Air Pollution in Israel Goes Way Down, Likely Due to Coronavirus

‘It’s possible that changes in climate conditions contributed to the drop,’ Environment Ministry allows

Zafrir Rinat
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Empty lanes on the Ayalon highway in Tel Aviv, March 11, 2020.
Empty lanes on the Ayalon highway in Tel Aviv, March 11, 2020. Credit: Ofer Vaknin
Zafrir Rinat

The concentration of a key air pollutant has fallen by 30 percent over the past few weeks, most likely “thanks” to the coronavirus.

The pollutant in question, nitrogen dioxide, is mainly emitted by cars. Because of the severe restrictions on movement imposed to slow the spread of the coronavirus, traffic has dropped, and that has presumably caused the lower air pollution, the Environmental Protection Ministry said.

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Nevertheless, it added, more time is necessary to be certain that there’s a causal connection.

The ministry compared air quality measurements taken over the past week to the average of the past few months. It found that concentrations of nitrogen dioxide had fallen by almost a third, from an average of 35.5 micrograms per cubic meter between January 1 and March 11 to just 25.0 micrograms per cubic meter between March 12 and March 16.

“We can’t say unequivocally at this stage that the reason for the drop in concentrations of nitrogen dioxide over the past week was due solely to a reduction in air polluting emissions from transportation,” the ministry said in a statement. “It’s possible that changes in climate conditions contributed to the drop.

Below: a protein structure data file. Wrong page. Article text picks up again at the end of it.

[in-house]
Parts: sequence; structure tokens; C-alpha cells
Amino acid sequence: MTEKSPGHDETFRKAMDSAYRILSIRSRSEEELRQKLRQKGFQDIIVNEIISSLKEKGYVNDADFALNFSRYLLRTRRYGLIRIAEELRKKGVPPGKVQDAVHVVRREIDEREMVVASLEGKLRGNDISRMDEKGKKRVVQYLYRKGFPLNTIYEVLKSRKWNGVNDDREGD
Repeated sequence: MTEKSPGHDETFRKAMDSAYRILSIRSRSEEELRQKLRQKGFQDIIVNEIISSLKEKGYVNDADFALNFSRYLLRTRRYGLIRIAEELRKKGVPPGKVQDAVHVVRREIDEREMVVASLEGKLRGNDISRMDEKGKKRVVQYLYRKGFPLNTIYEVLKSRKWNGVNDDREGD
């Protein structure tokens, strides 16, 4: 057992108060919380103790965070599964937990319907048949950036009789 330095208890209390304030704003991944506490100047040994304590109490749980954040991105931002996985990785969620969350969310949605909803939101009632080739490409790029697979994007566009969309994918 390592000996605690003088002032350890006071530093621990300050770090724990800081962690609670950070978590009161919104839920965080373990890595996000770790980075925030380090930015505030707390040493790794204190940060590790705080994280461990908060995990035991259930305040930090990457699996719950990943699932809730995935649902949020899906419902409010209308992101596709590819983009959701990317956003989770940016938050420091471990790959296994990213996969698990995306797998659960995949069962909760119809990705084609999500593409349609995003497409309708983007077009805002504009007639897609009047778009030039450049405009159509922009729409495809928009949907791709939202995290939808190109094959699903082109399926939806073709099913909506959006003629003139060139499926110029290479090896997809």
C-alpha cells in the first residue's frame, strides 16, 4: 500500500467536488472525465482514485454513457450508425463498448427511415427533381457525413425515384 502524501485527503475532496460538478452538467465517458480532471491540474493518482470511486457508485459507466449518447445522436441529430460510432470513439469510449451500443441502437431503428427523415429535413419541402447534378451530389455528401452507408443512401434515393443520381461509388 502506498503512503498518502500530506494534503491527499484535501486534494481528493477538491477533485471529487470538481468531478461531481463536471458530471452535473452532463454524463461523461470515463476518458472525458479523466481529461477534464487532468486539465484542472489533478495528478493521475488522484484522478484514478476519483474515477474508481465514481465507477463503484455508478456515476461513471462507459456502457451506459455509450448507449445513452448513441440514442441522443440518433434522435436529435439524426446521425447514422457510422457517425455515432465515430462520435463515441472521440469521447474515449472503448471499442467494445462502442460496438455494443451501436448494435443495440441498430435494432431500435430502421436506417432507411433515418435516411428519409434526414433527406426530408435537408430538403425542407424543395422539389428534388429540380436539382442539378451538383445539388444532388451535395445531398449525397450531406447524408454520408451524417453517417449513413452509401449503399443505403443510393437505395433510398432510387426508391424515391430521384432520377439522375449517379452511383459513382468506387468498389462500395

“Nevertheless, the reduction in concentrations of nitrogen dioxide is consistent, clear, sharp and significant, and it occurred at all the monitoring stations that were checked,” it added.

Climate conditions could have contributed to the decline by affecting the speed at which this pollutant spreads through the air. The monitoring stations where the data was tested were located in the greater Tel Aviv area, Haifa and Jerusalem.

The ministry also measured emissions of fine particulate matter (PM 2.5), an air pollutant caused mainly by human activity such as transportation and industry, but also by the desert conditions in the Middle East and North Africa region.

In contrast to the decline in nitrogen dioxide, concentrations of PM 2.5 actually rose last week, to 20.0 micrograms per cubic meter, compared to an average of just 13.6 micrograms per cubic meter during the previous two months. But that increase was most likely due primarily to dust blowing in from the east and south, especially on the night between March 12 and 13, the ministry said.

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